3.2. IP Backbone Scenario

In the IP Backbone Scenario, TRILL over IP is used to connect a number of TRILL networks to form a single TRILL campus. For example, a TRILL over IP backbone could be used to connect multiple TRILL networks on different floors of a large building, or to connect TRILL networks in separate buildings of a multi-building site. In this use case, there may often be several TRILL switches on a single TRILL over IP link, and the IP link(s) used by TRILL over IP are typically under the same administrative control as the rest of the TRILL campus.

3.3. Important Properties of the Scenarios

There are a number of differences between the above two application scenarios, some of which drive features of this specification. These differences are especially pertinent to the security requirements of the solution, how multicast data frames are handled, and how the TRILL switch ports discover each other.

3.3.1. Security Requirements

In the IP Backbone Scenario, TRILL over IP is used between a number of RBridge ports, on a network link that is in the same administrative control as the remainder of the TRILL campus. While it is desirable in this scenario to prevent the association of rogue RBridges, this can be accomplished using existing IS-IS security mechanisms. There may be no need to protect the data traffic, beyond any protections that are already in place on the local network.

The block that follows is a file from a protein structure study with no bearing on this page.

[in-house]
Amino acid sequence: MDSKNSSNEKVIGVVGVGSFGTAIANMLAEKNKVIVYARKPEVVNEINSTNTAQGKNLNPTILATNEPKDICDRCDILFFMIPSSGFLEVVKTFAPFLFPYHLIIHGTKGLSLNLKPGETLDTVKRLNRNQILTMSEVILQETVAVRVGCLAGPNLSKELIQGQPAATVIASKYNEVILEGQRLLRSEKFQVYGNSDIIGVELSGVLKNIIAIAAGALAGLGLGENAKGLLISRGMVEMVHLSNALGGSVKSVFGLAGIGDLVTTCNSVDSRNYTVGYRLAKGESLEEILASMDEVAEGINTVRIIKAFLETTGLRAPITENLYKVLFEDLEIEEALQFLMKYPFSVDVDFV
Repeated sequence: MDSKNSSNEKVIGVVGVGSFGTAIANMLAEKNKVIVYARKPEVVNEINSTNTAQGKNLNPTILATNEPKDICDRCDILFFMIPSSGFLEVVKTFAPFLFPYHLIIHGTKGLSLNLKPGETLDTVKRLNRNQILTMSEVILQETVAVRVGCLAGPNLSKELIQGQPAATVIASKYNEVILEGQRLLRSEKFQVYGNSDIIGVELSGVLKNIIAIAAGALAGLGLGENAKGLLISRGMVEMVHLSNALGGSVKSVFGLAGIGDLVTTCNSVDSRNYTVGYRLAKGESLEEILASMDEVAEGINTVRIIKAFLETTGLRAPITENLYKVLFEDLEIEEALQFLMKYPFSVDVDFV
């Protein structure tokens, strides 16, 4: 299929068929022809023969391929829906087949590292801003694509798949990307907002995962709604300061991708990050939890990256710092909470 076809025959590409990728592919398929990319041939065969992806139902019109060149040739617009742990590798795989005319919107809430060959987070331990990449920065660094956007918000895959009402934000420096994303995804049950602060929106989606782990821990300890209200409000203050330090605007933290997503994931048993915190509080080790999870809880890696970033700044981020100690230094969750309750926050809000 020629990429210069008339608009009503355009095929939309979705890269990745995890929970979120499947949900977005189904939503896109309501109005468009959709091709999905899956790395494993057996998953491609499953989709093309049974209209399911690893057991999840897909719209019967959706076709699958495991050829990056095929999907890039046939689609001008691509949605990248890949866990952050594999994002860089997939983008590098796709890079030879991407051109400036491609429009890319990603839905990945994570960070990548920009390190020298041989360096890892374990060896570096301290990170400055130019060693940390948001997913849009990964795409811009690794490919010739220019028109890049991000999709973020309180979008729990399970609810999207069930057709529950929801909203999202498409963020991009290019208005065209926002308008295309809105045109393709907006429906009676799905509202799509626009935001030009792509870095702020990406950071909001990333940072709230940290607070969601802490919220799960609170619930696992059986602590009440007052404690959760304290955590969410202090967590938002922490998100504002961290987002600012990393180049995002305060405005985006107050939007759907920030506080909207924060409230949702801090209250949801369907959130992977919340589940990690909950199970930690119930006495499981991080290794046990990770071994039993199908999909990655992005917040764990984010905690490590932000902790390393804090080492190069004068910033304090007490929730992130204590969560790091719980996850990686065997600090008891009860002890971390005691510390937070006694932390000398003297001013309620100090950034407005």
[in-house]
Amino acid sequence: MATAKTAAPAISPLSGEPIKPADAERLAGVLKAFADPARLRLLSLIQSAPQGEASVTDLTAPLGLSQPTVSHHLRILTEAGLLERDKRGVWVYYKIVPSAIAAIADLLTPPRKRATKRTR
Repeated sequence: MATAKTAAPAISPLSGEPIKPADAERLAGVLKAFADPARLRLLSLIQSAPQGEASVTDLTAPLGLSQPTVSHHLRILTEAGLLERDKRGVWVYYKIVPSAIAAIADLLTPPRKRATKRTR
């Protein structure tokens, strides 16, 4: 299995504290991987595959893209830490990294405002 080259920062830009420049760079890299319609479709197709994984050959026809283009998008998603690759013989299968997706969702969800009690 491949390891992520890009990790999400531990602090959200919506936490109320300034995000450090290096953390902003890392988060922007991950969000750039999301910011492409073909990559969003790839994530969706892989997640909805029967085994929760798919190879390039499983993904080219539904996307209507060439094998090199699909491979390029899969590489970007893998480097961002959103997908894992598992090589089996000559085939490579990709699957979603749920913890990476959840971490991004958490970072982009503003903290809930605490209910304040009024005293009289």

In the Remote Office Scenario, TRILL over IP may run over a network that is not under the same administrative control as the TRILL network. Nodes on the network may think that they are sending traffic locally, while that traffic is actually being sent, in a UDP/IP tunnel, over the public Internet. It is necessary in this scenario to protect the integrity and confidentiality of user traffic, as well as ensuring that no unauthorized RBridges can gain access to the RBridge campus. The issues of protecting integrity and confidentiality of user traffic are addressed by using DTLS for both IS-IS frames and data frames between RBridges in this scenario.

3.3.2. Multicast Handling

In the IP Backbone scenario, native multicast may be supported on the TRILL over IP link. If so, it can be used to send TRILL IS-IS and multicast data packets, as discussed later in this document. Alternatively, multi-destination packets can be transmitted serially.

In the Remote Office Scenario there will often be only one pair of RBridges connecting a given site and, even when multiple RBridges are used to connect a Remote Office to the TRILL campus, the intervening network may not provide reliable (or any) multicast connectivity. The issues such as complex key management also makes it difficult to provide strong data integrity and confidentiality protections for multicast traffic. For all of these reasons, the connections between local and remote RBridges will be treated like point-to-point links, and all TRILL IS-IS control messages and multicast data packets that are transmitted between the Remote Office and the TRILL campus will be serially transmitted, as discussed later in this document.

3.3.3. RBridge Neighbor Discovery

In the IP Backbone Scenario, RBridges that use TRILL over IP will use the normal TRILL IS-IS Hello mechanisms to discover the existence of other RBridges on the link [I-D.ietf-trill-rfc6327bis], and to establish authenticated communication with those RBridges.